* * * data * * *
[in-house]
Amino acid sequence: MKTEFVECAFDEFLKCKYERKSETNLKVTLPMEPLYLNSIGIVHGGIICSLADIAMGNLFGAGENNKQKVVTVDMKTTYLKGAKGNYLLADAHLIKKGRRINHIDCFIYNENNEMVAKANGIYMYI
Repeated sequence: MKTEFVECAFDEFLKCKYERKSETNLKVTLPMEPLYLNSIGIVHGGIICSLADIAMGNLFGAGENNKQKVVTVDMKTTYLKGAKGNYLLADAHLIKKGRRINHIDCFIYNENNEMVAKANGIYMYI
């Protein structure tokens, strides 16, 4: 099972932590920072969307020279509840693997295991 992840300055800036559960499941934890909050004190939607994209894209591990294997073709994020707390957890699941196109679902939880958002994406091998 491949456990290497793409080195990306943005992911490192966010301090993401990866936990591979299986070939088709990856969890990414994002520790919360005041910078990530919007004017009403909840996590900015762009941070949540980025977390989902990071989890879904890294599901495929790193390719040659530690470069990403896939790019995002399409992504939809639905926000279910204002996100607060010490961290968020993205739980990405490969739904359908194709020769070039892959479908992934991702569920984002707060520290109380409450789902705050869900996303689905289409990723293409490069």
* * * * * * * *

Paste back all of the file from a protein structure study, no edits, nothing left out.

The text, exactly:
[in-house]
Amino acid sequence: MKTEFVECAFDEFLKCKYERKSETNLKVTLPMEPLYLNSIGIVHGGIICSLADIAMGNLFGAGENNKQKVVTVDMKTTYLKGAKGNYLLADAHLIKKGRRINHIDCFIYNENNEMVAKANGIYMYI
Repeated sequence: MKTEFVECAFDEFLKCKYERKSETNLKVTLPMEPLYLNSIGIVHGGIICSLADIAMGNLFGAGENNKQKVVTVDMKTTYLKGAKGNYLLADAHLIKKGRRINHIDCFIYNENNEMVAKANGIYMYI
């Protein structure tokens, strides 16, 4: 099972932590920072969307020279509840693997295991 992840300055800036559960499941934890909050004190939607994209894209591990294997073709994020707390957890699941196109679902939880958002994406091998 491949456990290497793409080195990306943005992911490192966010301090993401990866936990591979299986070939088709990856969890990414994002520790919360005041910078990530919007004017009403909840996590900015762009941070949540980025977390989902990071989890879904890294599901495929790193390719040659530690470069990403896939790019995002399409992504939809639905926000279910204002996100607060010490961290968020993205739980990405490969739904359908194709020769070039892959479908992934991702569920984002707060520290109380409450789902705050869900996303689905289409990723293409490069």